The Presbyterian Church in Ireland and the Irish Methodist Church have both expressed their ‘grave concern’ at proposals to allow the Secretary of State for Northern Ireland to give direction to Northern Ireland’s Department of Health, over the head of the Northern Ireland Executive.
In a statement the Presbyterian Church said,
“The Presbyterian Church in Ireland’s General Council Standing Committee, meeting today, noted with grave concern the proposal of the Secretary for State for Northern Ireland to seek powers to give direction to Northern Ireland’s Department of Health.
“To do so at a time when the Northern Ireland Assembly and Executive is functioning, represents a serious undermining of the devolved settlement, when there is already significant tension regarding other aspects of the way Northern Ireland is being affected post Brexit.
“The Presbyterian Church in Ireland objected strongly to the Westminster government previously imposing laws on Northern Ireland that removed the protection of the lives of unborn children. This damaging step was taken over the heads of our elected Assembly, with the excuse given that the devolved institutions were not functioning at that time. No such excuse for the undermining of devolution can be used at this time.Presbyterian Church in Ireland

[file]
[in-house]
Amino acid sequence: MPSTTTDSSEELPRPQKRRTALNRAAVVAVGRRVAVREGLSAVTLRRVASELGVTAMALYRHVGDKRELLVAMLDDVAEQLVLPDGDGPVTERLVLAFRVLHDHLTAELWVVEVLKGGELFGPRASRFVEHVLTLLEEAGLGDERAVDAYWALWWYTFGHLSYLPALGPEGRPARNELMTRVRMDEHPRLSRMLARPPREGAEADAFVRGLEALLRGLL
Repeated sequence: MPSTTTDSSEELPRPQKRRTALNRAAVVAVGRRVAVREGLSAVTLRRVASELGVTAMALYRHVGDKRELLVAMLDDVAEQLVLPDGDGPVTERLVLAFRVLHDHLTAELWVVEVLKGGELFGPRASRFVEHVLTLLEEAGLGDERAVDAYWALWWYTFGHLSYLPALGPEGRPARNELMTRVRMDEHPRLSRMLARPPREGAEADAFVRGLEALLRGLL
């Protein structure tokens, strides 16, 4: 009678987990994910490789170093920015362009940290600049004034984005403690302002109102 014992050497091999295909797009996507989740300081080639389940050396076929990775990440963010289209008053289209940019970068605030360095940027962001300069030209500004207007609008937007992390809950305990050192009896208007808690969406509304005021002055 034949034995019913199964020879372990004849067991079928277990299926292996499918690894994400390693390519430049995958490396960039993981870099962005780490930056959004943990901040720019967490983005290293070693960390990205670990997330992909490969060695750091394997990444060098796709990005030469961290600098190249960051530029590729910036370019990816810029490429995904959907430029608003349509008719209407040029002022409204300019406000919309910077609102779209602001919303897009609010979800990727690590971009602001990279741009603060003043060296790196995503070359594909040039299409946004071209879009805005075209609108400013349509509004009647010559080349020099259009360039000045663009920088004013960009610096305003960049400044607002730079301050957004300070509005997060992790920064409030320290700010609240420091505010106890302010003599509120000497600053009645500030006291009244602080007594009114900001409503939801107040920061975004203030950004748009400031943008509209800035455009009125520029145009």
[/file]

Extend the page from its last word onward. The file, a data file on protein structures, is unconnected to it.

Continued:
The statement concluded by saying,
“The Presbyterian Church calls upon the Secretary of State not to take the step he proposes and to let the Northern Ireland Executive and Assembly seek to find a consensus way forward, in line with the principle upon which devolution is founded.”Presbyterian Church in Ireland
The Rev Dr David Clements of the Irish Methodist Council on Social Responsibility said,
The Council on Social Responsibility of the Methodist Church in Ireland is gravely concerned at the proposal to empower the Secretary of State for Northern Ireland to give directions to the Department of Heath on abortion services, usurping the role of the Northern Ireland Executive.
At the time we lamented the extent to which abortion legislation for Northern Ireland was liberalised at Westminster. It was done while the Executive here was not functioning. It is functioning now, albeit with various difficulties and we counsel against the Secretary of State acting in any way that undermines the role of the Executive.
This is about more than the difficult matter of abortion, about which there are differing and sincerely held opinions. This is about the purpose, value and integrity of devolution. We hope that the Secretary of State will tread wisely and cautiously and enable the Assembly and the Executive to fulfil the roles entrusted to them by the people of Northern Ireland.Rev. Dr David Clements